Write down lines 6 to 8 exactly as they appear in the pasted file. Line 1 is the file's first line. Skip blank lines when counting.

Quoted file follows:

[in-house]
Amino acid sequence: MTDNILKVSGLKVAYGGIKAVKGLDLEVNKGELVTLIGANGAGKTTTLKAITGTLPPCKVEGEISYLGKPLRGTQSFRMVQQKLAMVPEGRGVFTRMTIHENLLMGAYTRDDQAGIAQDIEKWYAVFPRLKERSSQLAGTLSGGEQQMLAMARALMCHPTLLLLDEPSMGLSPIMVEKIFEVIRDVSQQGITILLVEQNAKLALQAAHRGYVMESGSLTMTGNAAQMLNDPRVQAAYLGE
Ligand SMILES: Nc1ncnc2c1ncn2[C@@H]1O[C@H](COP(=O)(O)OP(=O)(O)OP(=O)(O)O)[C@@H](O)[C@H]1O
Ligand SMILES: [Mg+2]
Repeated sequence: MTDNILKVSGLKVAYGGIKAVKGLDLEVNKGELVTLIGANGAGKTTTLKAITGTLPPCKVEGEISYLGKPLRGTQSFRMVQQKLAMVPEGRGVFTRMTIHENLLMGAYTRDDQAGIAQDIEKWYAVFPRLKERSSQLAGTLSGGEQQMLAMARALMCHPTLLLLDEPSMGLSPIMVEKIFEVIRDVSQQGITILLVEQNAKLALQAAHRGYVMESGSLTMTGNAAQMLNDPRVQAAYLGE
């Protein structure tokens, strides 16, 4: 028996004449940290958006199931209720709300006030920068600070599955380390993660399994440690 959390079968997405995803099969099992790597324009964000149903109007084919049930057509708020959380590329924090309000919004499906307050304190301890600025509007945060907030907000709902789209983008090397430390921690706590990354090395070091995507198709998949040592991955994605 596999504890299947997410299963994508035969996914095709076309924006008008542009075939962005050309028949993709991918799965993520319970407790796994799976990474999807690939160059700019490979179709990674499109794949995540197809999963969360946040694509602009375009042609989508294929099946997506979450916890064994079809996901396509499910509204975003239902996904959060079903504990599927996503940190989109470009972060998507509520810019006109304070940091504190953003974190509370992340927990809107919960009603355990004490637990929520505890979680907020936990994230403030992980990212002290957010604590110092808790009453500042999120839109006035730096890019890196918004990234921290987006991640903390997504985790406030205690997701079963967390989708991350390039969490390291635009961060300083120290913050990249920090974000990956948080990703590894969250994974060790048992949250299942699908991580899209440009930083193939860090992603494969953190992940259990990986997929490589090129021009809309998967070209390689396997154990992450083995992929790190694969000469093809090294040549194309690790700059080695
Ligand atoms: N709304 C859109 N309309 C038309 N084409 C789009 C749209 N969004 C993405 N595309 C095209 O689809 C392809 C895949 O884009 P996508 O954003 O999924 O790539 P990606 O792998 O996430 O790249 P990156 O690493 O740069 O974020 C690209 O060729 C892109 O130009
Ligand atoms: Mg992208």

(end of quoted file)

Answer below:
């Protein structure tokens, strides 16, 4: 028996004449940290958006199931209720709300006030920068600070599955380390993660399994440690 959390079968997405995803099969099992790597324009964000149903109007084919049930057509708020959380590329924090309000919004499906307050304190301890600025509007945060907030907000709902789209983008090397430390921690706590990354090395070091995507198709998949040592991955994605 596999504890299947997410299963994508035969996914095709076309924006008008542009075939962005050309028949993709991918799965993520319970407790796994799976990474999807690939160059700019490979179709990674499109794949995540197809999963969360946040694509602009375009042609989508294929099946997506979450916890064994079809996901396509499910509204975003239902996904959060079903504990599927996503940190989109470009972060998507509520810019006109304070940091504190953003974190509370992340927990809107919960009603355990004490637990929520505890979680907020936990994230403030992980990212002290957010604590110092808790009453500042999120839109006035730096890019890196918004990234921290987006991640903390997504985790406030205690997701079963967390989708991350390039969490390291635009961060300083120290913050990249920090974000990956948080990703590894969250994974060790048992949250299942699908991580899209440009930083193939860090992603494969953190992940259990990986997929490589090129021009809309998967070209390689396997154990992450083995992929790190694969000469093809090294040549194309690790700059080695
Ligand atoms: N709304 C859109 N309309 C038309 N084409 C789009 C749209 N969004 C993405 N595309 C095209 O689809 C392809 C895949 O884009 P996508 O954003 O999924 O790539 P990606 O792998 O996430 O790249 P990156 O690493 O740069 O974020 C690209 O060729 C892109 O130009
Ligand atoms: Mg992208």